Future Sea Level Rise
Higher temperatures are expected to raise sea level by:
- expanding ocean water,
- melting mountain glaciers and small ice caps,
- causing portions of the coastal section of the Greenland and Antarctic ice sheets to melt or slide into the ocean.
Higher temperatures are also likely to increase the amount of snowfall over central Greenland and Antarctica. The higher snowfall is likely to offset part of the sea level rise from other factors because the additional snow is composed of water that would otherwise be in the ocean.
Considering all of these influences, the Intergovernmental Panel on Climate Change (IPCC) estimates that the global average sea level will rise by 7.2 to 23.6 inches (18-59 cm or 0.18- 0.59m) by from 1990-2100, plus the unknown contribution from increased discharge of ice into the oceans from Greenland and Antarctica (see Figure 1).
The unknown contribution that IPCC did not attempt to estimate may be more important than what they did estimate; so IPCC has received a great deal of criticism for publishing a high scenario that omitted the most important risk. IPCC did point out that if ice flow were to increase linearly, in step with global average temperature, then sea level rise would be about 10-20 centimeters greater than assumed. But they did not actually add that estimate to their published projection, even though the US State Department and others suggested that they should. Others have not been so reluctant, but until IPCC revises its estimate of future sea level rise, it will be difficult for people along the coast to know what to make of those higher projections.
According to the IPCC, current model projections indicate substantial variability in future sea level rise between different locations. Some locations could experience sea level rise higher than the global average projection, while others could have a fall in sea level. The same factors that currently cause sea level to rise more rapidly along the Mid-Atlantic and Gulf Coasts, and less rapidly in parts of the Pacific Northwest, are likely to continue. Changes in winds, atmospheric pressure and ocean currents will also cause regional variations in sea level rise - but those variations cannot be reliably predicted.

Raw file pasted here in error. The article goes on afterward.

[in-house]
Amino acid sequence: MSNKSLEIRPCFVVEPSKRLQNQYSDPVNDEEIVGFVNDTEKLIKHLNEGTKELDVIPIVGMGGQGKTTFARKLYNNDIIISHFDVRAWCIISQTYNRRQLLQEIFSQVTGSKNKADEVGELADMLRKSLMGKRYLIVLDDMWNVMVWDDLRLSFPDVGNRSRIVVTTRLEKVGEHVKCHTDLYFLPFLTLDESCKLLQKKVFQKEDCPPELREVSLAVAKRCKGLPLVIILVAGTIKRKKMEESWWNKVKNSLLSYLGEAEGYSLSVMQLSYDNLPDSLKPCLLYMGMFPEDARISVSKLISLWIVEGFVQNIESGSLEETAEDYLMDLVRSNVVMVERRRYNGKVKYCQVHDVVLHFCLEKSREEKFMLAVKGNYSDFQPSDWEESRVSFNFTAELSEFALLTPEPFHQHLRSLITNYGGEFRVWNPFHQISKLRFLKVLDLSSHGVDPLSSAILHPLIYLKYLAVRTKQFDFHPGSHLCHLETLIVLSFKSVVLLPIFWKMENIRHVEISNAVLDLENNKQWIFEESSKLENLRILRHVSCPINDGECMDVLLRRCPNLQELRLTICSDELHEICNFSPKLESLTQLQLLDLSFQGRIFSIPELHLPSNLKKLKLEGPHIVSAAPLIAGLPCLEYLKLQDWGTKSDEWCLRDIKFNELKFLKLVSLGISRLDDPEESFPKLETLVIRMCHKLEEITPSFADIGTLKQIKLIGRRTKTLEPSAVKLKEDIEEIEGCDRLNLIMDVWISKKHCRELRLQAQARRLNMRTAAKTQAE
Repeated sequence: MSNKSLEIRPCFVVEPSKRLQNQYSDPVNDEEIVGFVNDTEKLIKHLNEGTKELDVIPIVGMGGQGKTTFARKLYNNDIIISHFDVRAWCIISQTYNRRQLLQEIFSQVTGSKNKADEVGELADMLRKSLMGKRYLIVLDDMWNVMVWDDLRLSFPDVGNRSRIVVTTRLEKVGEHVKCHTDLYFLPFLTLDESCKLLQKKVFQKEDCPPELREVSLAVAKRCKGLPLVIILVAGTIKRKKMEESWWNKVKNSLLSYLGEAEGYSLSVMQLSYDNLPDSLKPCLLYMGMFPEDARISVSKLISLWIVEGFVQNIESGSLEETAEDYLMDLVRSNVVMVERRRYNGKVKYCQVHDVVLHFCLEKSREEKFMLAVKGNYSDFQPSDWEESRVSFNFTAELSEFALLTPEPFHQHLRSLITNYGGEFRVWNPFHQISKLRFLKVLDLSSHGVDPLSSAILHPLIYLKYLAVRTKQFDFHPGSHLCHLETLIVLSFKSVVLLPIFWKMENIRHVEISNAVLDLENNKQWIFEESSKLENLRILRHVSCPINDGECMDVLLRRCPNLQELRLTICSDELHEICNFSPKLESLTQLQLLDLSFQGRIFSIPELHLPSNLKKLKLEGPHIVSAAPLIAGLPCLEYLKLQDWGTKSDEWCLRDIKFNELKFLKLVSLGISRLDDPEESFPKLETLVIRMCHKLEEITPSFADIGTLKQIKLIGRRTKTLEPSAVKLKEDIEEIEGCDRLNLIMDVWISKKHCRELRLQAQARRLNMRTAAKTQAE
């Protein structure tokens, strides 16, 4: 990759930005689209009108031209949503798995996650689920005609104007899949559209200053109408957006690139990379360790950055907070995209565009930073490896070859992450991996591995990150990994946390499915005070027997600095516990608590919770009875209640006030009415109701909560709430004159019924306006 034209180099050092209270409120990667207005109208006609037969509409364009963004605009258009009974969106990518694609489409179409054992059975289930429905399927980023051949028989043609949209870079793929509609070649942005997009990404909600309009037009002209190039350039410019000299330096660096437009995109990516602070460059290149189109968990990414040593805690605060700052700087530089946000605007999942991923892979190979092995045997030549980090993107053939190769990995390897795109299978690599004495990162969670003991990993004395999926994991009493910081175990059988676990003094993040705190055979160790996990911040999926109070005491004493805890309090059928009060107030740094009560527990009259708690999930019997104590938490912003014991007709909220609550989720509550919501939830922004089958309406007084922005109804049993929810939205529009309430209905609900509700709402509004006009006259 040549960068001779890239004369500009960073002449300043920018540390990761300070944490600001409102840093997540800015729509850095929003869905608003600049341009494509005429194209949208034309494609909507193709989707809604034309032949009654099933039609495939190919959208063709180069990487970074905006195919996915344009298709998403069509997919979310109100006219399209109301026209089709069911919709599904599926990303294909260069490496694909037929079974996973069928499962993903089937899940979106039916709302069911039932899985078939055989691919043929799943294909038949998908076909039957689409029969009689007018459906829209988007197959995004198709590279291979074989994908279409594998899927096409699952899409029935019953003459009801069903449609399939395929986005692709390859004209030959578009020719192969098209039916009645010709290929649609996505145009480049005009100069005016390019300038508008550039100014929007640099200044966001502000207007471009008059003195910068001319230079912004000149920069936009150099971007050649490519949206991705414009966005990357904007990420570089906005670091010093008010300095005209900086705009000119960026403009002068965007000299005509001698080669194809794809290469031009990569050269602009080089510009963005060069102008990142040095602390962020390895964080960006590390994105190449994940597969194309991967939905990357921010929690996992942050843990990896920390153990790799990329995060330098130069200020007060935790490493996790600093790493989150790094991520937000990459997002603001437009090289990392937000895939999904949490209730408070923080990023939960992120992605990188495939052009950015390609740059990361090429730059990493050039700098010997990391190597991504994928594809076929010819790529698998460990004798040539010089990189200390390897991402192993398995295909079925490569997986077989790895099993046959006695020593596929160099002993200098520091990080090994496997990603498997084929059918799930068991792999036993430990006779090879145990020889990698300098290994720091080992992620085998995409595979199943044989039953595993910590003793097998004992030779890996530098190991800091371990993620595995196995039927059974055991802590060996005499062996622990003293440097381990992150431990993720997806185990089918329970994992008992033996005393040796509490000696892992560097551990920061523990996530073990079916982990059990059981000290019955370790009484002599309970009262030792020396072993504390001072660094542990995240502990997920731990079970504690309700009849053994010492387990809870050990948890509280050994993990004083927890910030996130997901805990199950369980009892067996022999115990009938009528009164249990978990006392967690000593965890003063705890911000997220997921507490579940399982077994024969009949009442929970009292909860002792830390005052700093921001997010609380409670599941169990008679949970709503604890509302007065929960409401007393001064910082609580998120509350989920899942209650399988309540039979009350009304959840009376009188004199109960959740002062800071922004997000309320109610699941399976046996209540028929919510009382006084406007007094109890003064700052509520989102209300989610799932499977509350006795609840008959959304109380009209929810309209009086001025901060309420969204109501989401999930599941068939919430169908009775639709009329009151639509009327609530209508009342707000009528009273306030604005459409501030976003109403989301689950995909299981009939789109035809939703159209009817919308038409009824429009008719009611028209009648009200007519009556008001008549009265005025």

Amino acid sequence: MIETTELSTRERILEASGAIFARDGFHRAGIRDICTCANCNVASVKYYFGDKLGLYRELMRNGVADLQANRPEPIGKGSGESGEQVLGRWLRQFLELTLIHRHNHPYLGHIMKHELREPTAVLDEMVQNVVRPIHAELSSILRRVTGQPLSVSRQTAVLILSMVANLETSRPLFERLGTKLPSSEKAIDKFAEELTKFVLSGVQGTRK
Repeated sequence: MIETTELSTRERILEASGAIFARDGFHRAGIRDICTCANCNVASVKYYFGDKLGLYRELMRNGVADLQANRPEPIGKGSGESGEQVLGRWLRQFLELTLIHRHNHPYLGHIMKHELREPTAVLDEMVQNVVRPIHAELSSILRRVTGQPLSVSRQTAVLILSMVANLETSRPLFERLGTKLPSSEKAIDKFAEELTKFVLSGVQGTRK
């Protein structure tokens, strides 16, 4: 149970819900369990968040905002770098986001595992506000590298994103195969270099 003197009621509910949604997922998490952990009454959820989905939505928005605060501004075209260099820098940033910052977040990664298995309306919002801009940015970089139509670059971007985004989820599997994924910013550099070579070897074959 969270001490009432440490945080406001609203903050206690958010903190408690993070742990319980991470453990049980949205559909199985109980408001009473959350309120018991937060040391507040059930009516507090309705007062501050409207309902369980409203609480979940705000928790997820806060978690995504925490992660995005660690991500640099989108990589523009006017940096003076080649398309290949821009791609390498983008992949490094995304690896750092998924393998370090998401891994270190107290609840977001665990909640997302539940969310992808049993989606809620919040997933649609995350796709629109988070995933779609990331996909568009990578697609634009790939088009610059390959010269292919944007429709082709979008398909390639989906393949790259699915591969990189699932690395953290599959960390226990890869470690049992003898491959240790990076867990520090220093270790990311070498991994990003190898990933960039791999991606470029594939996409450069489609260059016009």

Over time, more substantial changes in sea level are possible due to the vulnerability of the West Antarctic and Greenland Ice sheets. However, there are significant uncertainties about the magnitude and speed of future changes (IPCC, 2007):
- The West Antarctic Ice Sheet contains enough ice to raise sea level by 5-6 meters (17-20 feet). Possible instabilities in the ice sheet could allow it to slide into the oceans after a sustained warming, or if other factors raised sea level (IPCC, 2007). There is a small chance the collapse of this ice sheet could occur within a few centuries, but the response of the ice sheet to future climate change is uncertain and a subject of debate (IPCC 2007, NRC 2002).
- The Greenland ice sheet contains enough ice to raise sea level about 7 meters (23 feet). Although it is already contributing to sea level rise (from melting), it does not contain the same instabilities as Antarctica that could result in a rapid collapse. Most model projections suggest a gradual melting over millennia related to sustained climate warming (IPCC, 2007).
- IPCC, 2007: Climate Change 2007: The Physical Science Basis. Contribution of Working Group I to the Fourth Assessment Report of the Intergovernmental Panel on Climate Change [Solomon, S., D. Qin, M. Manning (eds.)].
- National Research Council (NRC), 2002: Abrupt Climate Change, Inevitable Surprises. National Academy Press, Washington, DC. National Academy Press, Washington, DC